top of page

bereaved sibling 

Andrea - Brother - 1.jpeg
Beyond Grief - Luna Peak Foundation.jpg
excerpted from:

Snapshots of Life after Loss"

by permission of Gracelyn Bateman & Melody Lomboy-Lowe 

Published by Luna Peak Foundation, pages 164-165. Copyright 2021.

2 minute read
Andrea - Brother - 1.jpeg
Courtney - Brother.jpeg
Courtney - Brother - 2.jpeg
Courtney has a tattoo with her brother's initials, "EP."

Courtney | 9 Years| Brother

“We grew up just the two of us. With him gone, suddenly I was an only child. I had not been an only child since I was 4 and didn’t remember any version of myself that existed without him. It felt like this foundation was taken from underneath me.”


“I planned my brother’s funeral, I gave the eulogy, and I directed all of these people who were at our house. That sense of empowerment stuck with me.”


How did others support you?

“One friend told me, ‘I’ll call you every Thursday at 8pm and you can answer or not answer, that’s fine either way, but I’m going to call you and if you want to talk we can talk.’ And they did that for many months after loss.”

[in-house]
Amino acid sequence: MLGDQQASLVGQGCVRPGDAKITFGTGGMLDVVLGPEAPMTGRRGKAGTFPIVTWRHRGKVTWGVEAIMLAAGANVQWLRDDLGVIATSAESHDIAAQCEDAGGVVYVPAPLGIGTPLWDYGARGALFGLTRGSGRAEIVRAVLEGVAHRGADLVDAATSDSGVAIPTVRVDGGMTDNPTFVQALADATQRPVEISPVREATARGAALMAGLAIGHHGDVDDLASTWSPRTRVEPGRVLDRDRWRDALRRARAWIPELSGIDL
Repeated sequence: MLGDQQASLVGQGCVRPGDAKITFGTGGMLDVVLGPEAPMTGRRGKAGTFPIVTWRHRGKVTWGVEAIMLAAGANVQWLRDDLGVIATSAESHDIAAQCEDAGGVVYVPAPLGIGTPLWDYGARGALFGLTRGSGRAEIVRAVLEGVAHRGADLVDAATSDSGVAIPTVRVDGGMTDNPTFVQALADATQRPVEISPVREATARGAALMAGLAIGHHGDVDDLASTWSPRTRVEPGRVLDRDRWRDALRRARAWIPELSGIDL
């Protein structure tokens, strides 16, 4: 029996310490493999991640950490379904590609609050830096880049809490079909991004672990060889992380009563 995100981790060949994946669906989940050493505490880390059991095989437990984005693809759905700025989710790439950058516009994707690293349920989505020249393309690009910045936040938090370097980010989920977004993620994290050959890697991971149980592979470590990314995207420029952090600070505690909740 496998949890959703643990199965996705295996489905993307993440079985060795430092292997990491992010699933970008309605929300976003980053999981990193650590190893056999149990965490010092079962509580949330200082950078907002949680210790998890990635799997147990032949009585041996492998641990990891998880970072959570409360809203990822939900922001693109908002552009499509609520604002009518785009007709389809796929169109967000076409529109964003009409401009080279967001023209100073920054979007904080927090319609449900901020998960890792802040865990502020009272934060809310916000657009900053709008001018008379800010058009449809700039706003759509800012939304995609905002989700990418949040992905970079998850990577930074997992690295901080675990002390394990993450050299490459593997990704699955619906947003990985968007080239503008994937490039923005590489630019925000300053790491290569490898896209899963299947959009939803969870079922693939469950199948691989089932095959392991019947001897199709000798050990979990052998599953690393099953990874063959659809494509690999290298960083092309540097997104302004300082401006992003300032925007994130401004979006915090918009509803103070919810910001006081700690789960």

Did anyone say anything unhelpful to you?

“Yes - people that I didn’t know said, ‘It’s going to be OK.’ Who the hell are you? If it is, it is, but you don’t get to talk about it.”


What do you want others to know about grief?

“Suicide in general is difficult for people to hear about and they don’t know how to react so I try to be open about it and not hide that fact because my brother was remarkably normal. He was a 17 year old normal kid who was happy and played sports. He had a ton of friends and a girlfriend and two parents and a sister who loved him. When you hear that a 17 year old committed suicide, you might think that the situation was a lot darker than it was. So if it comes up, I don’t shy away from the fact that my brother is dead and that he killed himself when he was 17 years old. I try to make it a more natural conversation that people don’t have to be afraid of. I think it’s important to talk about it, because if we don’t, then people continue to feel alone in that experience.”


How has your perspective changed?

“This horrible, tragic thing happened, but what is the absolute best that I can make of it? I’m able to recognize what’s valuable, what I’m passionate about, and who I want to spend time with, then see that through and not waste my time. I focus on continuous movement and continuous growth, and having the perspective of loss fuels that.”

bottom of page